The Character and Integrity Task Force is a new initiative that aims to review the school’s disciplinary philosophy, policy, and implementation. Chaired by Dean of Students Mr. Tim Dougherty, the task force will also include other members of Malvern’s community such as Mr. Talbot, Father Flynn, Mrs. Feeney, Mr. Valyo, and Mr. Algeo.
Along with academic integrity, the main focus of the group will be on other character issues such as drugs and alcohol, digital citizenship, and respect for differences, according to Head of School Mr. Talbot.
However, Talbot is quick to note that this list isn’t exhaustive, but rather representative. Issues that arise over time will also be addressed. Input from parents and faculty will also be considered.
Despite the fact that the basic structure and purpose of the Character and Integrity Task Force has been developed, some of the details have not yet been planned out. Because of this, the task force has not been publically announced, according to Talbot.
The reasons for starting this task force are twofold, said Talbot.
One of the reasons is due to a series of incidents, some of which have to do with academic integrity and other behavioral incidents such as drinking on Christian service trips and vandalizing property, according to Talbot.
“The other reason is rooted in Malvern’s own Augustinian mission and values,” Talbot said.
Most members of the Malvern community will get a chance to participate on the Task Force, according to Talbot. However, most roles within the task force will be limited. “I want to make sure that people understand their roles. The way I would characterize it is [that] there are three kind of species of people involved in this,” said Talbot.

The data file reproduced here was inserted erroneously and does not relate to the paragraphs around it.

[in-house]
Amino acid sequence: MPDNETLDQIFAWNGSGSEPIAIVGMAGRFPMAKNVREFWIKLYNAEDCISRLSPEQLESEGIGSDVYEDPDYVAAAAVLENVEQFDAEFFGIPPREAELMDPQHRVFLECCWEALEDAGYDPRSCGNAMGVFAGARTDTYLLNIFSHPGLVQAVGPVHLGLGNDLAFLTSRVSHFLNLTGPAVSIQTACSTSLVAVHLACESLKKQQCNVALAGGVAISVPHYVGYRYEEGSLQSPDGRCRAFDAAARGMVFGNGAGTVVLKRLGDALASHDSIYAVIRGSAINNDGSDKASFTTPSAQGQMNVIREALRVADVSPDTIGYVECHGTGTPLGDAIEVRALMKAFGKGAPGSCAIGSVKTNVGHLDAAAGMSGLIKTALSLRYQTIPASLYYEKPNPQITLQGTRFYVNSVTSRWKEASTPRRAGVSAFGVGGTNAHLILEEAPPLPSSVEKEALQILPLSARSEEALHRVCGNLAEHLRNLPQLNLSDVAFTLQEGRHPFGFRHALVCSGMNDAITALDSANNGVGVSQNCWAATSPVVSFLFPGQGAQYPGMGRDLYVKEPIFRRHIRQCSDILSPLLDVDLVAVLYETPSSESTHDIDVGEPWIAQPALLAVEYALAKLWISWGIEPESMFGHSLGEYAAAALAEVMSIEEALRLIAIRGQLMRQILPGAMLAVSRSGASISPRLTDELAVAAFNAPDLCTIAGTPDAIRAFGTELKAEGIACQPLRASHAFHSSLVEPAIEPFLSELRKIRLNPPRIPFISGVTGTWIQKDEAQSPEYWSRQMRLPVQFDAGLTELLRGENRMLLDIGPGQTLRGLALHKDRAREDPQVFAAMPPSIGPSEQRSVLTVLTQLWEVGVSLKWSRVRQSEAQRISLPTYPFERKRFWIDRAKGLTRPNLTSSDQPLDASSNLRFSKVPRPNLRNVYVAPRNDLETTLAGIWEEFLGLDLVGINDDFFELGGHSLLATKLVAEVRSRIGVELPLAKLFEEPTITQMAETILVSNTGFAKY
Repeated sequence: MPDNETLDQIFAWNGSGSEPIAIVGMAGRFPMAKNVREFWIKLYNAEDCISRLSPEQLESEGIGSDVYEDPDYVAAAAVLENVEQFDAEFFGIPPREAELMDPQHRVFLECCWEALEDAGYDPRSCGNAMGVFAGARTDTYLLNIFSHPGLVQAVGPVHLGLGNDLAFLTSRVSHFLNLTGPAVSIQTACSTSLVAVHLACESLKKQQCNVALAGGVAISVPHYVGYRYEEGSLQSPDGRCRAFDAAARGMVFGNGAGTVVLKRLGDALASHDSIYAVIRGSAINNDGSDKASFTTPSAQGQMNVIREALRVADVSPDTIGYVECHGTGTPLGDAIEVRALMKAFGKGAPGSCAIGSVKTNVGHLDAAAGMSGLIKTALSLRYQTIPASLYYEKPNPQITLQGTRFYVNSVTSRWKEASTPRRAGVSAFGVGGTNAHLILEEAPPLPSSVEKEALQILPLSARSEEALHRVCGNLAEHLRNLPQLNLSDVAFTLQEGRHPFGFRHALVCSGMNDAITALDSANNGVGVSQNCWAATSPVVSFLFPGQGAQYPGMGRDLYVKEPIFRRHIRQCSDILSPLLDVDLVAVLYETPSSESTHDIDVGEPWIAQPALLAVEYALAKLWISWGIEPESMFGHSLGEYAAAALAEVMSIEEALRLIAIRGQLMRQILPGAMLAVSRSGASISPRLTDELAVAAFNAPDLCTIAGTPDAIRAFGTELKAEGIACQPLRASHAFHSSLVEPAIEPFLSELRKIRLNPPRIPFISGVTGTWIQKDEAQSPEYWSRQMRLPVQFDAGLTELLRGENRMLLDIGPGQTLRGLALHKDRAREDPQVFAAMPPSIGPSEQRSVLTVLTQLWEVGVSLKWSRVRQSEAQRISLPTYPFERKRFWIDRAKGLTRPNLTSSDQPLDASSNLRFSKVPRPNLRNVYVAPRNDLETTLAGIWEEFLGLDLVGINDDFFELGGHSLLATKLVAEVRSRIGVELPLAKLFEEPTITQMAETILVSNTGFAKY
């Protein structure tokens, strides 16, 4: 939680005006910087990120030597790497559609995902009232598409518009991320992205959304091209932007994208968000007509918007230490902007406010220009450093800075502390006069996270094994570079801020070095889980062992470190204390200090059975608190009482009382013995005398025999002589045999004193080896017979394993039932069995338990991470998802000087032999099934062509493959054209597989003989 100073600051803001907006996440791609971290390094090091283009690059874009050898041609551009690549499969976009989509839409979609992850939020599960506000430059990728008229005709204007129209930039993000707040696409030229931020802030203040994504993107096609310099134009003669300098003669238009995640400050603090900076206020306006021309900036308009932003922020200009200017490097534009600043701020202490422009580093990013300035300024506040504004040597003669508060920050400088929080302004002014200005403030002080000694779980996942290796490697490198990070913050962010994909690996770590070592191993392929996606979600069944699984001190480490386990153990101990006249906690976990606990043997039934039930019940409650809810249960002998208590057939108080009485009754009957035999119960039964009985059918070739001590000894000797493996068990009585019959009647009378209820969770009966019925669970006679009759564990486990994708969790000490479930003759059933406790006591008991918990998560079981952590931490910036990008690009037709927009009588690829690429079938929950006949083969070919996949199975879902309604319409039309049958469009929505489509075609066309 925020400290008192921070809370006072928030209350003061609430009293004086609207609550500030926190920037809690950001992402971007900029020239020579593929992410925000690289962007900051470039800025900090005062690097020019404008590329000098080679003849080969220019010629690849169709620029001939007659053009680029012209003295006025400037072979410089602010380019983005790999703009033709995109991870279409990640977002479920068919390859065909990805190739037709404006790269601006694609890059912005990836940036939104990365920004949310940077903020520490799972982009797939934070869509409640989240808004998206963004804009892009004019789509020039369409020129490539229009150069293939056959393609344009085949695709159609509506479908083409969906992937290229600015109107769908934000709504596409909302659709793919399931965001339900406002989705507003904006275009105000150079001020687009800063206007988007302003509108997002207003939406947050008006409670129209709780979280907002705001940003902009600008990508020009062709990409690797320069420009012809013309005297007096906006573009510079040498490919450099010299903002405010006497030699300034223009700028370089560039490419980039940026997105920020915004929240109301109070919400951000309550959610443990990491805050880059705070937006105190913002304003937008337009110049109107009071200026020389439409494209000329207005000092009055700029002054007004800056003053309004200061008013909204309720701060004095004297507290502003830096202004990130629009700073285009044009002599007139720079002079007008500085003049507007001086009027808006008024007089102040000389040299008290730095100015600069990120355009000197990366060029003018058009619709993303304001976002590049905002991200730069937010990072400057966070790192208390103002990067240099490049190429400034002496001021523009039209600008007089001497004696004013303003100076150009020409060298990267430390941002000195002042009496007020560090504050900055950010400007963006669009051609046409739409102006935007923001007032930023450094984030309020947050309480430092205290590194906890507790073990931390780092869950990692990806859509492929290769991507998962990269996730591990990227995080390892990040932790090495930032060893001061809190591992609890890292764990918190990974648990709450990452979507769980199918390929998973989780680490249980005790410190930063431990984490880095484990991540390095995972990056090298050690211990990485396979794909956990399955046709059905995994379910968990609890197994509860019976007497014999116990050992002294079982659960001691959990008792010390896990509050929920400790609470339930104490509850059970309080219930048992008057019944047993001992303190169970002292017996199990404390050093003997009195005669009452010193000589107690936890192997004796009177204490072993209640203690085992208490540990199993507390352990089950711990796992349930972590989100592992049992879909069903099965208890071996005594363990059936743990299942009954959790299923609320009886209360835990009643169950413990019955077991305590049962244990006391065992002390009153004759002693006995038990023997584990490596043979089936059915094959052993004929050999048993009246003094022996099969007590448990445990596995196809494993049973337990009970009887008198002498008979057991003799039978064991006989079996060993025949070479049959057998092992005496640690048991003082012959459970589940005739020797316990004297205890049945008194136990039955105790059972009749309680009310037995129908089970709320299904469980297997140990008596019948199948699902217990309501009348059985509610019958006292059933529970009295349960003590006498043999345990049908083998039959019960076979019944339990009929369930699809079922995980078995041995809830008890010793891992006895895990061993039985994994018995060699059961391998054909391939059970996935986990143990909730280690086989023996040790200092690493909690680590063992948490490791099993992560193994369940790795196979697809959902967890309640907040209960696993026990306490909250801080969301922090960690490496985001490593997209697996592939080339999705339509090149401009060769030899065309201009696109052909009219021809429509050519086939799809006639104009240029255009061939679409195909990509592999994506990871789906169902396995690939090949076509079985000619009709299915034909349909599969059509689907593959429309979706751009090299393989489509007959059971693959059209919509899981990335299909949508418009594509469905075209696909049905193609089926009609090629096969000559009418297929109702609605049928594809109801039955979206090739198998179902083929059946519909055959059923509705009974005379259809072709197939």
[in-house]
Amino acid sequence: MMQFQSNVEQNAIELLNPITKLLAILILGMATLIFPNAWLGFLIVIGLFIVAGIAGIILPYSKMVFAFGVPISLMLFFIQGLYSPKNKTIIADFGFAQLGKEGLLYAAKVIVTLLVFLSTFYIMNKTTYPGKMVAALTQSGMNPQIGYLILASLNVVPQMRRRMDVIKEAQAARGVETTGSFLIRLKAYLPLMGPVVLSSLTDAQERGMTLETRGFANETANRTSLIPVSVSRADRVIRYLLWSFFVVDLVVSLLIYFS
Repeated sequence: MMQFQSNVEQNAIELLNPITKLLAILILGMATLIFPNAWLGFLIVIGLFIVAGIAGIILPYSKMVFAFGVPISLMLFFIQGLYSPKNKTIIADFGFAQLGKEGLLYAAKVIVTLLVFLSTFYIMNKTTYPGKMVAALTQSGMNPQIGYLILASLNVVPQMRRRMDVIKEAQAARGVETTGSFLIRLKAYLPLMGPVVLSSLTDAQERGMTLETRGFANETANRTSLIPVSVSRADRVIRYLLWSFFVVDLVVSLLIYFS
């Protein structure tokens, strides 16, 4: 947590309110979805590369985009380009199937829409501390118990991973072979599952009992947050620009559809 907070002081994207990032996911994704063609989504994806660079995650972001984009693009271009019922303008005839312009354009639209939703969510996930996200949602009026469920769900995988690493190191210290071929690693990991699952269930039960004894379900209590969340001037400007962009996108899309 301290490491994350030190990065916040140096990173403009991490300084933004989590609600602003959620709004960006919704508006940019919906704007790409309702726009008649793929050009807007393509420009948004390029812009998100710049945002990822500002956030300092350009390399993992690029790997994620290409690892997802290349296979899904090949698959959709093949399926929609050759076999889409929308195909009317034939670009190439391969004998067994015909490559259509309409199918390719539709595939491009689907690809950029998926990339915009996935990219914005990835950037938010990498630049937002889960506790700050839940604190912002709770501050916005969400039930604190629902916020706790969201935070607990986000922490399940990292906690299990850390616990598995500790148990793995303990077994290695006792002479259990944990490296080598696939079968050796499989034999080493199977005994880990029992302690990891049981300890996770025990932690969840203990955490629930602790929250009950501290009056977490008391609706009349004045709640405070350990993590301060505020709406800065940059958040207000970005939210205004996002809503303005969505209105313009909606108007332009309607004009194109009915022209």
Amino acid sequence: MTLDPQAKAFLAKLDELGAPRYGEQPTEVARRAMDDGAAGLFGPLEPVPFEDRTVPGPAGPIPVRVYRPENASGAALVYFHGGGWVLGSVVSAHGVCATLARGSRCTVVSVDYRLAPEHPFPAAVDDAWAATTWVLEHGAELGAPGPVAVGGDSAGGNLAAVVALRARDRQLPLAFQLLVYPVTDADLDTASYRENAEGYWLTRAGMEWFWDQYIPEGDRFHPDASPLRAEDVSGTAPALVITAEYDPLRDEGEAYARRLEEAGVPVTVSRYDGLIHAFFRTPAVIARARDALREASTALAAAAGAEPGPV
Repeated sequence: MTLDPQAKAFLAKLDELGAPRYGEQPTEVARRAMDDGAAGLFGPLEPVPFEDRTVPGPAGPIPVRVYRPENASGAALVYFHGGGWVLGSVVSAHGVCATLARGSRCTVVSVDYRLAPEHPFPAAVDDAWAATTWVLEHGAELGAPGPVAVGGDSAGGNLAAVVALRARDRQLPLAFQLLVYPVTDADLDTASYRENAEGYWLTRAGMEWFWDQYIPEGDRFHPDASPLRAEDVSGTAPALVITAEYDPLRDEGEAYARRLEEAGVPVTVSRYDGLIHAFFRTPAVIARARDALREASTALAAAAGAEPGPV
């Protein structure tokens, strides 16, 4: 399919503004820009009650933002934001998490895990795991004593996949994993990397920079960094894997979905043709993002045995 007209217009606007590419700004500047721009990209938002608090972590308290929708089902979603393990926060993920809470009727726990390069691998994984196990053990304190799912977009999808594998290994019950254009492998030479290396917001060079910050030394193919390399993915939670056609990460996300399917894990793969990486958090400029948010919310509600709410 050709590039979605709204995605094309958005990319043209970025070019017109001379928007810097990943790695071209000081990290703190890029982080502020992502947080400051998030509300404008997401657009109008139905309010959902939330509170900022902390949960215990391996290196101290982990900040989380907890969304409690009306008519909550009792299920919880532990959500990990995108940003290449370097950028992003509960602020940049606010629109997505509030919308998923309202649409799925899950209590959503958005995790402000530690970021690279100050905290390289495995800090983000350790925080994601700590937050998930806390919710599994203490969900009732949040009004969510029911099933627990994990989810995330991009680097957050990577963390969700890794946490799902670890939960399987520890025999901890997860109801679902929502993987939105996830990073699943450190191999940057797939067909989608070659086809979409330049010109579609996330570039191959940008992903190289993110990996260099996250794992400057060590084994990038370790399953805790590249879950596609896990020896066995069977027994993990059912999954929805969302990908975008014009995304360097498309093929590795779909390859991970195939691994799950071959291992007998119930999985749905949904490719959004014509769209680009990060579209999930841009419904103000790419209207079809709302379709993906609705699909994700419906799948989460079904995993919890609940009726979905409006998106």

“There are people who ultimately decide what we change or what we preserve. That would be the members of the leadership team and the educational administrator team,” Talbot explained.
“The next group would be the recommenders. So the other members of the task force [such as] teachers, staff, alumni, trustees, parents.”
“The third group would be consultants or advisors. They may or may not make a recommendation. But they would be sharing their perspectives. Students would share perspectives. Other parents not on the task force would share perspectives. But they are not at the point of making a formal recommendation,” Talbot said.
According to Talbot, students might serve for the most part as advisors or consultants. However, there may be instances where students could become a subcommittee and submit a formal recommendation.
The reason for the limited role of students in this task force is due to an inherent conflict of interest.
“[As a student,] you want to have a say at the table. But we also have to make sure that we are not creating conflicts of interest where students are actually recommending or deciding upon policies that might, for example, minimize or eliminate penalties, when in fact we really do need those things.” Talbot explained.
At this point, the administration is unsure of how this task force will be received by students. “I can’t anticipate student perception until changes occur,” says Mr. Dougherty.
However, Dougherty is looking forward to the discussion. “It is exciting to self assess and see what is needed and what is not,” he said.
As the Character and Integrity task force starts to become more defined, Talbot still believes that the purpose of this task force is to improve, rather than fix.
“I don’t think that we have a corrupt culture. I don’t think that we have some rotten core that needs to be carved out or replaced. I think this is a healthy place. And that’s a good thing.” Talbot said.
“Malvern kids are good kids. For me, it is about taking a good thing and making it better.”